By Katie Humphrey
Star Tribune (Minneapolis)
MINNEAPOLIS: Ridwa Yakob knew what libraries had: books.
Then she saw the Teen Tech Center at the Minneapolis Central Library. This digital playground, which opened in 2013, has rows of new computers, iPads, the latest video equipment and even its own soundproof recording studio.
“Growing up, I used to be super into reading. That’s what I thought libraries were for,” said Yakob, 18, of Minneapolis. Now she’s a member of the Teen Tech Squad at the library, helping her peers with all sorts of high-tech resources, learning as she goes. “It gives me access to tools I don’t have at home.”
Shhhhhhh. You may not know it, but libraries have quietly become community tech hubs where the digital tools go far beyond computer terminals with free Internet. Offerings are expanding as libraries help patrons tinker with 3-D printers, e-readers and social media. A growing catalog of e-books and e-magazines, combined with other online tools, extends resources far beyond the library walls.
Librarians, once masters of the card catalog, have learned to mine information online, offering help with everything from basic computer skills to Facebook and LinkedIn. When it comes to e-readers, in particular, librarians have become the go-to people for answers.
“We’re still teaching literacy. Now it’s digital literacy,” said Kim Johnson, manager of Anoka County, Minn.’s Rum River Library.
Library patrons wouldn’t have it any other way.
At the most basic level, library users value Internet access almost as highly as books, according to a 2013 Pew Research Center study. Eighty percent of library-goers surveyed said the ability to borrow books was “very important.” A nearly identical amount said free Internet access also was a “very important” library service.
The library’s role as a tech connection really kicked into gear during the recession, when job seekers needed to brush up on tech skills, search online for jobs and get help with resumes. Library staff members quickly learned to help set up email and LinkedIn accounts, teach basics of Microsoft Word and Excel, and guide patrons toward the most useful information online.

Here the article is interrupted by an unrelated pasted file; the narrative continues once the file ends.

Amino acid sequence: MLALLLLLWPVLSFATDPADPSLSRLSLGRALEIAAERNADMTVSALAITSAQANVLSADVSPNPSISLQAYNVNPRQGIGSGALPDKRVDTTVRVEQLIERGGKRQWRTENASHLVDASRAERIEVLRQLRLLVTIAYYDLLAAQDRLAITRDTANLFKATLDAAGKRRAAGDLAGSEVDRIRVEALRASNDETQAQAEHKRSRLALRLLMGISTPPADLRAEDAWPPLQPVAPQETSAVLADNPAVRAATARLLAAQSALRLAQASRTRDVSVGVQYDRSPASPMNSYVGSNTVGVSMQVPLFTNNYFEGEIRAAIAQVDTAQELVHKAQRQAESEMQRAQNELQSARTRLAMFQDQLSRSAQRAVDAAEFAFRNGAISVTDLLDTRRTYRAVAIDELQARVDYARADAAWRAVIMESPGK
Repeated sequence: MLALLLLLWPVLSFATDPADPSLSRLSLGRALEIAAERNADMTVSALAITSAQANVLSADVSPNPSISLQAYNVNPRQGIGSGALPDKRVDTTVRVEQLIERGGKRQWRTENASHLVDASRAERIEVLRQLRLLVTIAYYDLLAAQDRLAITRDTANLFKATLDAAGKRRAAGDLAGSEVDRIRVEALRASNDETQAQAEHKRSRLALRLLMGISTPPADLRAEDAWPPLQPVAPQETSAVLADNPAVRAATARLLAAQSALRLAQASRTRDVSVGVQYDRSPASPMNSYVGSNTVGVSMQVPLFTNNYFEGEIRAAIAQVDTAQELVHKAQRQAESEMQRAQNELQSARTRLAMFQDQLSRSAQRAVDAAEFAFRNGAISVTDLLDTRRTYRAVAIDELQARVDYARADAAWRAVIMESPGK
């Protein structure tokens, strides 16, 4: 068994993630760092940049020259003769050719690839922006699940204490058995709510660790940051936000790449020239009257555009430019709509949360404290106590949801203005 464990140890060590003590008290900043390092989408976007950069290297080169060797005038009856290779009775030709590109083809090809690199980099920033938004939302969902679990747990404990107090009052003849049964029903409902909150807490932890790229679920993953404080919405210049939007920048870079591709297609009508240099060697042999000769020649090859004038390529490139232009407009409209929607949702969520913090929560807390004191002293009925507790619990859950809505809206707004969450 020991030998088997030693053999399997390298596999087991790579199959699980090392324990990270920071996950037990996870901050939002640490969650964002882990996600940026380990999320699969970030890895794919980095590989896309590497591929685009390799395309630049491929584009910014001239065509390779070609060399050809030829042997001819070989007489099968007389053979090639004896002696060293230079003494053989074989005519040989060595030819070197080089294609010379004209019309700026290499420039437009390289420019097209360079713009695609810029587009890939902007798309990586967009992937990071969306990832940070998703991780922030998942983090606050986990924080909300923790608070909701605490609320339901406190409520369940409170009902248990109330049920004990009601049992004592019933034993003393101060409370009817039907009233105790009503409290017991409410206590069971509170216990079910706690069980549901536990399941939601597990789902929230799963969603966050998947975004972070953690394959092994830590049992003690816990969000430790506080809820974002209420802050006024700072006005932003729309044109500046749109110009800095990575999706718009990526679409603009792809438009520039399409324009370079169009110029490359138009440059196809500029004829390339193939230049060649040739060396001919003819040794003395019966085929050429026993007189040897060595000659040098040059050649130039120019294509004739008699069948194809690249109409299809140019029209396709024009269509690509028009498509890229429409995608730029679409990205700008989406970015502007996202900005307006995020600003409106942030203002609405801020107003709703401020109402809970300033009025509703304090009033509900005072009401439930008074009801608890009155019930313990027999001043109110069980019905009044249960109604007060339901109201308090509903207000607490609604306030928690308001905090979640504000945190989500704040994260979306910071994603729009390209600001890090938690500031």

“If you were laid off in the last few years, you have to apply for unemployment online,” said Maureen Gormley, information services manager for the Dakota County, Minn., Libraries. “We’re the place to go to learn that and basic skills.”
About the same time, e-books arrived. Patrons started walking in with e-readers — and questions.
“They come and ask me for e-book help. They usually end up with a little bit more,” Anoka County library services assistant Andrea Egbert said of the litany of tech-related quandaries that library patrons bring to her. Some walk in with new e-readers, still in the box, unsure how to switch on the devices. Job seekers ask for help formatting resumes. Others ask how to share photos and videos online.
Usually, Egbert knows what to do. If not, well, there’s nothing like a question to motivate a librarian to search for answers.
“We all have that thirst for the hunt,” she said.
While most library staffs are happy to help with downloading e-books, browsing the Internet and computer literacy, there are limits to a librarian’s tech support expertise. If you show up with a hardware problem — your tablet won’t turn on or a screen is cracked — the librarians will likely direct you elsewhere.
“We’re not the [Apple] Genius Bar. If somebody drops their iPad in the bathtub, I can’t help you,” said Ben Trapskin, assistant director for Anoka County Libraries. “We try to focus on how the technology interacts with our resources.”
In some cases, technological advances mean less face-to-face interaction at the library. Patrons can download e-books without ever setting foot in their local branch and students can get free homework help by live-chatting with tutors on the library’s website.
Rather than lamenting these changes, librarians like Bernie Farrell see them as a way to expand access to information.
“What the library can do for you is not bound by bricks and mortar,” said Farrell, senior librarian at the Minneapolis Central Library. “This size of the unseen library is pretty immense.”
Gretchen Christenson of Eden Prairie, Minn., made such a discovery after taking basic computer skills classes at various libraries. Since then, she’s used free online tutorials through the library to learn about everything from Microsoft Excel to the Cloud. “It gives you a start, the ability to learn on your own,” Christenson said.
Despite all of the technological advances, librarians say, there will always be books.
Barbara Stripling, president of the American Library Association, said there is still ample evidence that people largely prefer reading the old-fashioned way, ink on paper.
“We’re not throwing away the relationships and the conversations and the reading of printed books,” Stripling said. “We are adding on and maybe deepening the reading experience through technology.”